We invited you to share the best of your worst eating out experiences, here’s the answer to our call for a #foodhorrorstory.
A sportswear marketer by profession, Yummraj identifies himself as “a food lover and not a food engineer (Chef).” For him, food is passion, and eating out is a part of his regular existence in Delhi NCR. He gives honest accounts of anonymous visits to restaurants and his experiences on a website that goes by the same name. The eateries range from tiny old shops of Chandni Chowk, old Gurgaon and their relatively new avatars in New Gurgaon, to restaurant chains and boutique restaurants in star hotels, basically “anyone who offers great food“.
He shares his memories of eating out in China:
My friend was a Jain vegetarian and I was ‘I eat everything’. He asked for vegetarian pizza and got a pizza with veggies, garnished with shrimps. When he protested, he was told “shrimp no meat.”
He then explained that he does not eat anything other than plants/does not eat anything that moves. Next day he was served bread without butter. On enquiry he was told: “Butter come from milk, milk come from cow, cow is animal, so no butter.”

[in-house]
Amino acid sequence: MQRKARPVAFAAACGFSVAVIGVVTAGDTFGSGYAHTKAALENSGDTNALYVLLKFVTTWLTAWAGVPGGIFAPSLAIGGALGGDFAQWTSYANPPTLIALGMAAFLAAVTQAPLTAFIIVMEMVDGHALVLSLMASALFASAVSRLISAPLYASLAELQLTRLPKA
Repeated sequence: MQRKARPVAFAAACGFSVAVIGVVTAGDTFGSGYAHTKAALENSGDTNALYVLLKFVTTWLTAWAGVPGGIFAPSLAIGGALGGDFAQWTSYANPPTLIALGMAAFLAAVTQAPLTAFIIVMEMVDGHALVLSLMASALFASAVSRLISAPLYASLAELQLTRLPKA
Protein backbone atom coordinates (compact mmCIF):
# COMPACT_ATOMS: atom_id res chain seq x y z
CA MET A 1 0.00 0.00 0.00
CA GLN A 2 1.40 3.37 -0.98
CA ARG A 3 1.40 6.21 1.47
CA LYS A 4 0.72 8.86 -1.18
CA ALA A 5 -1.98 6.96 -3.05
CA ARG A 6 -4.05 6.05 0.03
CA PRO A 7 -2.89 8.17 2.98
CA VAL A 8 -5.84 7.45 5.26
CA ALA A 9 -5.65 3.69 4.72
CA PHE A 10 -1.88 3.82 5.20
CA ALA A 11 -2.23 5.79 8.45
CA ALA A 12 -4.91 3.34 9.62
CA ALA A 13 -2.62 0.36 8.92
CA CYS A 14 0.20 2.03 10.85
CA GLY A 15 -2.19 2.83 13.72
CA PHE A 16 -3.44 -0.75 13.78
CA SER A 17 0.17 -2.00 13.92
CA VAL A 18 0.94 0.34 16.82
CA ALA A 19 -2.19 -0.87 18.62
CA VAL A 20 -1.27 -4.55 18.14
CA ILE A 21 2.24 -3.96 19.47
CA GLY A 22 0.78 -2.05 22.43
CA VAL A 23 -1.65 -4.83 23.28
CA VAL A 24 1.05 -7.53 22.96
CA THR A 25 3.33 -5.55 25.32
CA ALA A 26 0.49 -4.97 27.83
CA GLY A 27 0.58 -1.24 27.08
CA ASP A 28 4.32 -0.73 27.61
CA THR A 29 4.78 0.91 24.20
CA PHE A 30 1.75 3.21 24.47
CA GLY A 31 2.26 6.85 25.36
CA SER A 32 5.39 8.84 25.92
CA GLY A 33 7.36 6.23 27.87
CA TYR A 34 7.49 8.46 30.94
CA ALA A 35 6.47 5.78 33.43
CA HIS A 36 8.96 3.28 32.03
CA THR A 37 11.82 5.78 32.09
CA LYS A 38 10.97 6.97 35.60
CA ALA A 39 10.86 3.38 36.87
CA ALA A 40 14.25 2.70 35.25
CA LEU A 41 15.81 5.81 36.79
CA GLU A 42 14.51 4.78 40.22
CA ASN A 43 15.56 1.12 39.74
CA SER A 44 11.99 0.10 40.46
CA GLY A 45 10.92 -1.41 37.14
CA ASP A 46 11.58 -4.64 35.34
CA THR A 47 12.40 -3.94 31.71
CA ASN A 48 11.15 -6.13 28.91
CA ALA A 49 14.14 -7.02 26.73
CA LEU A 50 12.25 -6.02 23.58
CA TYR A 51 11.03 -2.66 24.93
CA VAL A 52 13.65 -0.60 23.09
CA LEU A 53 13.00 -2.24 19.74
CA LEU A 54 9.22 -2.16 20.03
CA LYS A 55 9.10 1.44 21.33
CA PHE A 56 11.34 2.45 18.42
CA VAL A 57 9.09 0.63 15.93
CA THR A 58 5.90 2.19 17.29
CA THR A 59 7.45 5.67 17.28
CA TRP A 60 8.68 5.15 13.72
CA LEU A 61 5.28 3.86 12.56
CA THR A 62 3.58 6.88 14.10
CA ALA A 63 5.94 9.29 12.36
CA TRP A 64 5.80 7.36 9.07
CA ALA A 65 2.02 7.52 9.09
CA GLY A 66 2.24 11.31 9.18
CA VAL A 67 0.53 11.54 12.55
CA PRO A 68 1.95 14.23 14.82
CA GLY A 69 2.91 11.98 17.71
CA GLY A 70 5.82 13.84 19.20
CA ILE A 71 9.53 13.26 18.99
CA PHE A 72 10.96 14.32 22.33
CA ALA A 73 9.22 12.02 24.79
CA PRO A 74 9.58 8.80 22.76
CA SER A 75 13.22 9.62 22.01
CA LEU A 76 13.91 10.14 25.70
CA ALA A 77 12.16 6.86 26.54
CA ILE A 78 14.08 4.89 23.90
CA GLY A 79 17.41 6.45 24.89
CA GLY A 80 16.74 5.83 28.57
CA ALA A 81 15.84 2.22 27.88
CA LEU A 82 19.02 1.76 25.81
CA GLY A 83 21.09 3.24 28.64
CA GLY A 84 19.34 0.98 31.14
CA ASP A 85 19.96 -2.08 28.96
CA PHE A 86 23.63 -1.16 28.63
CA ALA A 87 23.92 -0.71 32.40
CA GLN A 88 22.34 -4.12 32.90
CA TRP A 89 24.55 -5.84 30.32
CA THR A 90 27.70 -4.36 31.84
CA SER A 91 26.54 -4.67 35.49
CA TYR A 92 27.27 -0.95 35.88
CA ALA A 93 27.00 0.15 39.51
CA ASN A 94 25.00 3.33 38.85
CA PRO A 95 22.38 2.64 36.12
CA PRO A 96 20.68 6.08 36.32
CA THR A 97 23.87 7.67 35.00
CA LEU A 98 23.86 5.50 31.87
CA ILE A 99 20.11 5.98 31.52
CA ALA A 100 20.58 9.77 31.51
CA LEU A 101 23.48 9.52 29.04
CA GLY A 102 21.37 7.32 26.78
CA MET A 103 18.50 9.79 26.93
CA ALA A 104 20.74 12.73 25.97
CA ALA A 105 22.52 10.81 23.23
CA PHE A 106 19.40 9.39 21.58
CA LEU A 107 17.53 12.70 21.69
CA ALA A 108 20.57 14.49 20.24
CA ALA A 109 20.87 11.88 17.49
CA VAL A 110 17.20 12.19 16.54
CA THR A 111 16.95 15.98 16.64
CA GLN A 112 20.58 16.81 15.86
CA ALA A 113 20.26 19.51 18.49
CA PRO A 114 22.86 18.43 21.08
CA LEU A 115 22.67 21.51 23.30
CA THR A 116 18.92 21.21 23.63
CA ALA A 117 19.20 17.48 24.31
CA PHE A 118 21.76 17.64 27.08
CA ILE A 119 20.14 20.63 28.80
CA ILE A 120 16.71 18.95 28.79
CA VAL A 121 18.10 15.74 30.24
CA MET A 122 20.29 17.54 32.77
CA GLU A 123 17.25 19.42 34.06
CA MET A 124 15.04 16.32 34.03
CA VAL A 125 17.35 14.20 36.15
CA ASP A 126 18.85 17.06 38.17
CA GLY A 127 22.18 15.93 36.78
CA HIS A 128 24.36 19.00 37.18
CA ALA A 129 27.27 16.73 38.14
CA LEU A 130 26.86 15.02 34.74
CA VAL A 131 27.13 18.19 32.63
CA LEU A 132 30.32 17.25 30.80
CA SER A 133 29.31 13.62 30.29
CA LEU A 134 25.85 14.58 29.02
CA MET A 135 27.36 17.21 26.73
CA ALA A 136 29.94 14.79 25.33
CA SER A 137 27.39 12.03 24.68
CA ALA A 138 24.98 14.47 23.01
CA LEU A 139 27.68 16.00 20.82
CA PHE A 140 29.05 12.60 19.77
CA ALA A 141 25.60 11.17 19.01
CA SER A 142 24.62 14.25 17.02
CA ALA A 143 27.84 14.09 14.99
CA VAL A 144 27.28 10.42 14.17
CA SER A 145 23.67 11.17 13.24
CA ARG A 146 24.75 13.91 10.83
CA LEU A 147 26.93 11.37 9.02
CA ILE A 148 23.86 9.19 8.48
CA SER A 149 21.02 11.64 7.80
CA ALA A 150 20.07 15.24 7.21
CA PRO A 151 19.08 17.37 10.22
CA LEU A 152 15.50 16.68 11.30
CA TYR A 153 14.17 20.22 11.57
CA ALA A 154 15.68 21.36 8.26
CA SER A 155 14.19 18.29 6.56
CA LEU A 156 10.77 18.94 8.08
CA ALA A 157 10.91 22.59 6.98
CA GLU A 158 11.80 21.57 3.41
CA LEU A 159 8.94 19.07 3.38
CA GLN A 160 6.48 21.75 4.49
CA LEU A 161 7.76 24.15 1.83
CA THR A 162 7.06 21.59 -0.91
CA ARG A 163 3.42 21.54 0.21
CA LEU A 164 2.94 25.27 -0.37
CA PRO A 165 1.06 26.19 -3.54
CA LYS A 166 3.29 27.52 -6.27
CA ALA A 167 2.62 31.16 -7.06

On one occasion I requested my hosts to take me to local restaurant. There, they ordered food, and dishes were coming one by one. One dish looked very different. I asked what it was. By the time they checked their electronic dictionary and translated to English, I had eaten half of it. I was told that the soup was made with many ‘little-little parts of big-big animals’ – I was in shock for a while. I had eaten a soup made from everything else except the meat, bones, skin and horns of animal. In some time I realized it was more mental. It took me some more time to finish and re-fill my entrails soup! No wonder every mouthful would have different taste and texture.
Another day our hosts took us to a Buddhist vegetarian Chinese restaurant. This was equally unexpected – a vegetarian restaurant in China.
I remember how I saw a puppy in a cage in the market and asked about it. The reply was unforgettable – ‘You can eat it or you can pet it, your wish.‘ I did neither.
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